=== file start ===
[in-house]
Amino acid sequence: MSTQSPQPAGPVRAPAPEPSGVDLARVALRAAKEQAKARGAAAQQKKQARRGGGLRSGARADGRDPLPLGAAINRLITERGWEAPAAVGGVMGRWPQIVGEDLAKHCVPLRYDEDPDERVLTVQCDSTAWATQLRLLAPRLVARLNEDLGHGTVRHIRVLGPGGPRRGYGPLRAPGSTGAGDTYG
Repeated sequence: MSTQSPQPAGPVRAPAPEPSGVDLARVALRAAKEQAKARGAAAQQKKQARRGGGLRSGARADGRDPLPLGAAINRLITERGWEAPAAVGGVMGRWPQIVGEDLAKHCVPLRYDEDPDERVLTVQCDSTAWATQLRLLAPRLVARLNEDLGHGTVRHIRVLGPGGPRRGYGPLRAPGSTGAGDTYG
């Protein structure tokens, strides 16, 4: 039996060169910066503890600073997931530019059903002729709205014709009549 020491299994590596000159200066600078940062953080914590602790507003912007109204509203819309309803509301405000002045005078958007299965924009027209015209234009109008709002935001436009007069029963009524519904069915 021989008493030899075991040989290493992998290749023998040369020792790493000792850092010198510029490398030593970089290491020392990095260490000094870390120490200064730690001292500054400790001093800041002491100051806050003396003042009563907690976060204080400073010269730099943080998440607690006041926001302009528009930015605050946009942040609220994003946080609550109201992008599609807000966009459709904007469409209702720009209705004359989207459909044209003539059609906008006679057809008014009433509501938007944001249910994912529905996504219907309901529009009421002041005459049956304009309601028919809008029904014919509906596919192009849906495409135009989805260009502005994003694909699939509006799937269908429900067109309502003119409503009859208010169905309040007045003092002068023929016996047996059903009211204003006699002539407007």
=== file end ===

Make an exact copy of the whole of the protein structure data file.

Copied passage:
[in-house]
Amino acid sequence: MSTQSPQPAGPVRAPAPEPSGVDLARVALRAAKEQAKARGAAAQQKKQARRGGGLRSGARADGRDPLPLGAAINRLITERGWEAPAAVGGVMGRWPQIVGEDLAKHCVPLRYDEDPDERVLTVQCDSTAWATQLRLLAPRLVARLNEDLGHGTVRHIRVLGPGGPRRGYGPLRAPGSTGAGDTYG
Repeated sequence: MSTQSPQPAGPVRAPAPEPSGVDLARVALRAAKEQAKARGAAAQQKKQARRGGGLRSGARADGRDPLPLGAAINRLITERGWEAPAAVGGVMGRWPQIVGEDLAKHCVPLRYDEDPDERVLTVQCDSTAWATQLRLLAPRLVARLNEDLGHGTVRHIRVLGPGGPRRGYGPLRAPGSTGAGDTYG
């Protein structure tokens, strides 16, 4: 039996060169910066503890600073997931530019059903002729709205014709009549 020491299994590596000159200066600078940062953080914590602790507003912007109204509203819309309803509301405000002045005078958007299965924009027209015209234009109008709002935001436009007069029963009524519904069915 021989008493030899075991040989290493992998290749023998040369020792790493000792850092010198510029490398030593970089290491020392990095260490000094870390120490200064730690001292500054400790001093800041002491100051806050003396003042009563907690976060204080400073010269730099943080998440607690006041926001302009528009930015605050946009942040609220994003946080609550109201992008599609807000966009459709904007469409209702720009209705004359989207459909044209003539059609906008006679057809008014009433509501938007944001249910994912529905996504219907309901529009009421002041005459049956304009309601028919809008029904014919509906596919192009849906495409135009989805260009502005994003694909699939509006799937269908429900067109309502003119409503009859208010169905309040007045003092002068023929016996047996059903009211204003006699002539407007």